In a post written more than two years ago, Dr. Liane Leedom recommended The Betrayal Bond—Breaking Free of Exploitive Relationships to Lovefraud readers. In fact, quite a few of you have been discussing the book in your comments. I finally finished the book, and I strongly agree: The Betrayal Bond, by Patrick J. Carnes, Ph.D., is must reading for anyone who is having difficulty leaving, or recovering from, a relationship with a sociopath. For this reason, it is now available in the Lovefraud Store.
A betrayal bond, Dr. Carnes explains, is a highly addictive attachment to people who have hurt you. He lists 14 signs that a betrayal bond may be present in your life. Some of them are issues that I’ve frequently seen expressed on Lovefraud:
- When everyone around you has strong negative reactions, yet you continue covering up, defending or explaining a relationship.
- When there is a constant pattern of nonperformance and yet you continue to believe false promises.
- When you obsess over showing someone that he or she is wrong about you, your relationship or the person’s treatment of you.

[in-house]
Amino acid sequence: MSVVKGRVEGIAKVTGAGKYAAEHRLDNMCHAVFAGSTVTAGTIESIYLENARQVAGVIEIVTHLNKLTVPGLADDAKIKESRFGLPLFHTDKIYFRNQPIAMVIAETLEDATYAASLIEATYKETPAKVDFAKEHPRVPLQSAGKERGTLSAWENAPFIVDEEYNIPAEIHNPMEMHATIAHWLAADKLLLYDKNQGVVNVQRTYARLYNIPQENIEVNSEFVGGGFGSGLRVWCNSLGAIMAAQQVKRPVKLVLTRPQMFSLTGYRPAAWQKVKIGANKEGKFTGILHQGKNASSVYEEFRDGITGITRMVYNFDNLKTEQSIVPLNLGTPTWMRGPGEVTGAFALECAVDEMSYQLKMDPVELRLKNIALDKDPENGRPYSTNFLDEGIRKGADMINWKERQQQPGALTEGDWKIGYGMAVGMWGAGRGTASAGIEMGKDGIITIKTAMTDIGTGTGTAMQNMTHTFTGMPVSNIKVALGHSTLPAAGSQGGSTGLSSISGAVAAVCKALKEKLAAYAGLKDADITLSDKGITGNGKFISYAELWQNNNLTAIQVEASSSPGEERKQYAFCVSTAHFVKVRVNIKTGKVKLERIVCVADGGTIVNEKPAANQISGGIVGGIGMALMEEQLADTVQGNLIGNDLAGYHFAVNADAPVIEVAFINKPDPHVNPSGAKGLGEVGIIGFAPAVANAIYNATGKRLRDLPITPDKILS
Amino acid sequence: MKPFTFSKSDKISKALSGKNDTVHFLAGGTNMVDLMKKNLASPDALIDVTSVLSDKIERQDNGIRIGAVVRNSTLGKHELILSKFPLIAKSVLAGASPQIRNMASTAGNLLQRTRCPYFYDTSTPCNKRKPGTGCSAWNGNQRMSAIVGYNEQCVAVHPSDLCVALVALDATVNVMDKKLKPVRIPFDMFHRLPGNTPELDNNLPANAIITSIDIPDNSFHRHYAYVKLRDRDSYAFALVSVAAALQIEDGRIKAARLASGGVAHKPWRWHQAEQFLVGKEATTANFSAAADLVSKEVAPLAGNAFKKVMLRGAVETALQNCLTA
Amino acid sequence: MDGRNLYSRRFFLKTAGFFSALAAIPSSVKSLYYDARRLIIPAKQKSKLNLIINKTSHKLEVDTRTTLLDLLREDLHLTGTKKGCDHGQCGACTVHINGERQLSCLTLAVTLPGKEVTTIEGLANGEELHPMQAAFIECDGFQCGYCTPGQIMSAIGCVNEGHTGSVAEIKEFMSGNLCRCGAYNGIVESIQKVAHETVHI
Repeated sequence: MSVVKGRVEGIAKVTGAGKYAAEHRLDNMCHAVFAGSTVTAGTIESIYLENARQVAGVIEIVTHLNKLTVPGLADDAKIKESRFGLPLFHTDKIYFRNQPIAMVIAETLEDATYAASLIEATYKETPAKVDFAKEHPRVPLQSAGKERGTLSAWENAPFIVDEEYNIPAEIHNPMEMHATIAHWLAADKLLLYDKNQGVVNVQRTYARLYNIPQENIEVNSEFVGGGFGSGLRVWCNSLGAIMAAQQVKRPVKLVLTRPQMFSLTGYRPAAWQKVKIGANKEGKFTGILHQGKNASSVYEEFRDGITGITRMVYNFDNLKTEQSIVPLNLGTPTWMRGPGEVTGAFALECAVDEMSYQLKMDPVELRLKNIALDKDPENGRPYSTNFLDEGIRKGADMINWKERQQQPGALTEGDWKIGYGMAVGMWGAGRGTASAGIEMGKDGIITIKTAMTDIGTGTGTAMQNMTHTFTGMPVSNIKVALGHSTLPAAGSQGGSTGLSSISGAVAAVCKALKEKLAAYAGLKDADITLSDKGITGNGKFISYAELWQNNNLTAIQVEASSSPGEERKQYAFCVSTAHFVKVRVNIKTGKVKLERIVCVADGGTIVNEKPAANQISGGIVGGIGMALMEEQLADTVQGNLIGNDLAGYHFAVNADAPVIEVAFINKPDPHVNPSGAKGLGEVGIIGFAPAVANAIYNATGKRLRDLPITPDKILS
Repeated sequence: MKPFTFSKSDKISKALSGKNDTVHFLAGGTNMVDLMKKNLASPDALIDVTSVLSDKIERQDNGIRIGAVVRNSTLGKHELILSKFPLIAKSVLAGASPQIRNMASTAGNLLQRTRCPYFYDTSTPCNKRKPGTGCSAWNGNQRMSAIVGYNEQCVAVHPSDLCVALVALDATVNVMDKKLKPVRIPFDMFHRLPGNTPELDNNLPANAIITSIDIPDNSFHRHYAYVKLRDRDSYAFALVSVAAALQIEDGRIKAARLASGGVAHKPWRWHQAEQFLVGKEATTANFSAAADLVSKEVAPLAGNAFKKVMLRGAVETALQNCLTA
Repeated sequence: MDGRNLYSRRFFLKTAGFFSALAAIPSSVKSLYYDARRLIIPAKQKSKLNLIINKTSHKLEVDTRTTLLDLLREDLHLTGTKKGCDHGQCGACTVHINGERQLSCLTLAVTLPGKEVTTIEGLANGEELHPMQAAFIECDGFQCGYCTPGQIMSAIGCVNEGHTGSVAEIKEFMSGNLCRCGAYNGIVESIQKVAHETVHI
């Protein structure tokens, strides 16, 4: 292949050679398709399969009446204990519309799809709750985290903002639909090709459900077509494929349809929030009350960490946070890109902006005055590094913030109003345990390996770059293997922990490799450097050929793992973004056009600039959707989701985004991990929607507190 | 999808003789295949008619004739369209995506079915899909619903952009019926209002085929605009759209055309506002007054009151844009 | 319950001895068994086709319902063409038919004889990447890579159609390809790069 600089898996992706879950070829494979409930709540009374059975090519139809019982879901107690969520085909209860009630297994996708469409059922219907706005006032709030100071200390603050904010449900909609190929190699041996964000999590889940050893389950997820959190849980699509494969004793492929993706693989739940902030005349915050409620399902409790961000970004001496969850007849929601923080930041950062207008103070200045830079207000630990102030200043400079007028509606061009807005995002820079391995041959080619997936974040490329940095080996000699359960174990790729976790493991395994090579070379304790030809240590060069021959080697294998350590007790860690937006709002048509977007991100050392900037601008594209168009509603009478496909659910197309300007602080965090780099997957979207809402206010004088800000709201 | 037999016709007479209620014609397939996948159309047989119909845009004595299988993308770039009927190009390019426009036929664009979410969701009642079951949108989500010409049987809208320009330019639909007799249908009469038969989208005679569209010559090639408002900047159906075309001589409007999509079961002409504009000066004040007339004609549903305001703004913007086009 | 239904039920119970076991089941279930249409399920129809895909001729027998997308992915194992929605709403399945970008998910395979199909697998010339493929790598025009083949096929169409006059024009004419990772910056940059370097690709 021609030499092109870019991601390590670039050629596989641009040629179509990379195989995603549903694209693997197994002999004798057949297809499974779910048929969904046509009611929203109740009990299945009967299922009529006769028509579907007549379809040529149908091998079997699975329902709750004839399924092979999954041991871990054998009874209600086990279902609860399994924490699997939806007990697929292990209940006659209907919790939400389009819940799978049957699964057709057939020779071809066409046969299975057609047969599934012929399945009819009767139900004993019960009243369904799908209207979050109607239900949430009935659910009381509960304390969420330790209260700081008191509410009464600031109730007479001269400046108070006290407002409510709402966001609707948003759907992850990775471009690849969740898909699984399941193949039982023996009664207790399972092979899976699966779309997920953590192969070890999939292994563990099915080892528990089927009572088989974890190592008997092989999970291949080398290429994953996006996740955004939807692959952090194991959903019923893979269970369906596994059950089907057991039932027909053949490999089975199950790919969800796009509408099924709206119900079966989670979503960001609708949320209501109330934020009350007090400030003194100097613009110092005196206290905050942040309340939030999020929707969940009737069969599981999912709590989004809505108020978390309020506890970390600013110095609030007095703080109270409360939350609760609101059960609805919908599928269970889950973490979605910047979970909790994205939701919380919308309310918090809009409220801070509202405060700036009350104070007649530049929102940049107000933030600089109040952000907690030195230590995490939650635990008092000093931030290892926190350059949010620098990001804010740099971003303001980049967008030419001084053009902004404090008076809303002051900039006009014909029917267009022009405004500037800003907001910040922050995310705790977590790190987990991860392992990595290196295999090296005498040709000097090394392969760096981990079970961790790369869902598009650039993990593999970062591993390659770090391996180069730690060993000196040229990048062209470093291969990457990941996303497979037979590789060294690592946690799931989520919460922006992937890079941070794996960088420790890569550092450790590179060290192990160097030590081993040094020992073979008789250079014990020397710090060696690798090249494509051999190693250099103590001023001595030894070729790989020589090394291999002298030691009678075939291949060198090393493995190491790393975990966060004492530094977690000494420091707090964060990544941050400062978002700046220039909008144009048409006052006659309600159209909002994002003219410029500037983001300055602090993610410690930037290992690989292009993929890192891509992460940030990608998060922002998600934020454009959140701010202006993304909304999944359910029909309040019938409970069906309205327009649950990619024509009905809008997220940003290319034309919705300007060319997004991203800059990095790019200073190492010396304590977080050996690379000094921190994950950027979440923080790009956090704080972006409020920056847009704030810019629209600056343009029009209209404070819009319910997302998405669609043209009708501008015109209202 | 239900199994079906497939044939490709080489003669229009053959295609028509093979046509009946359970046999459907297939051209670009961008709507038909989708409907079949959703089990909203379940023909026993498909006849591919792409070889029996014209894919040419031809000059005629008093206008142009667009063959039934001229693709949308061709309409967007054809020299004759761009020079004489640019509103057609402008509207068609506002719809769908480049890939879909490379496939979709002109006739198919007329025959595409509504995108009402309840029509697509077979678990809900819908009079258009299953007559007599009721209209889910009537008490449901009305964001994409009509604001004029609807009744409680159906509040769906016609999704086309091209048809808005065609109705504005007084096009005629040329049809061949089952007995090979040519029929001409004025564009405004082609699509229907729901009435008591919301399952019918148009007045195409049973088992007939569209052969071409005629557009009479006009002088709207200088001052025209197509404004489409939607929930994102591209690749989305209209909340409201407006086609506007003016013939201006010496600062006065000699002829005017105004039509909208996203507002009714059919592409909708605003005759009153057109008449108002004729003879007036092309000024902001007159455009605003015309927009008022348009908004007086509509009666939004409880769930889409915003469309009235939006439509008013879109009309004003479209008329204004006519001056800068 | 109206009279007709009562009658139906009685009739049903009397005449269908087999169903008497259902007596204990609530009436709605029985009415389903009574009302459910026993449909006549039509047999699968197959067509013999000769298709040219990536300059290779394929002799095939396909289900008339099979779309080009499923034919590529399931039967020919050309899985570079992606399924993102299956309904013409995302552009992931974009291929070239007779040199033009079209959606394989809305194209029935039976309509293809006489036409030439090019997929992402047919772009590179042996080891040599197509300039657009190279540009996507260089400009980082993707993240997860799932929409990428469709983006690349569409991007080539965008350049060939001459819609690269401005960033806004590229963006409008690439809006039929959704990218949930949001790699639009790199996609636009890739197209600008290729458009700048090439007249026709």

- When you move closer to someone you know is destructive to you with the desire of converting them to a non-abuser.
- When you find yourself missing a relationship, even to the point of nostalgia and longing, that was so awful it almost destroyed you.
In boldface type—the only time that I saw Dr. Carnes use boldface in the entire book—he wrote, “You will never mend the wound without dealing with the betrayal bond.” He elaborates:
Like gravity, you may defy it for a while, but ultimately it will pull you back. You cannot walk away from it. Time will not heal it. Burying yourself in compulsive and addictive behaviors will bring no relief, just more pain. Being crazy will not make it better. No amount of therapy, long-term or short-term, will help without confronting it.
Then, Dr. Carnes lays out a step-by-step plan for confronting the betrayal bond. He clearly explains how the bonds are formed, and the effects that they have. To help you unravel the damage, the book has a series of exercises, and Dr. Carnes recommends that you keep a journal while reading the book to record your responses to the exercises.
I was struck by a statement that seems to reflect what so many of us here at Lovefraud have found. Dr. Carnes wrote, “My experience with survivors of trauma is that every journey or recovery depends on the survivor coming to a point where all that person has gone through means something.”
This book can help you come to terms with your experience, so that it does mean something.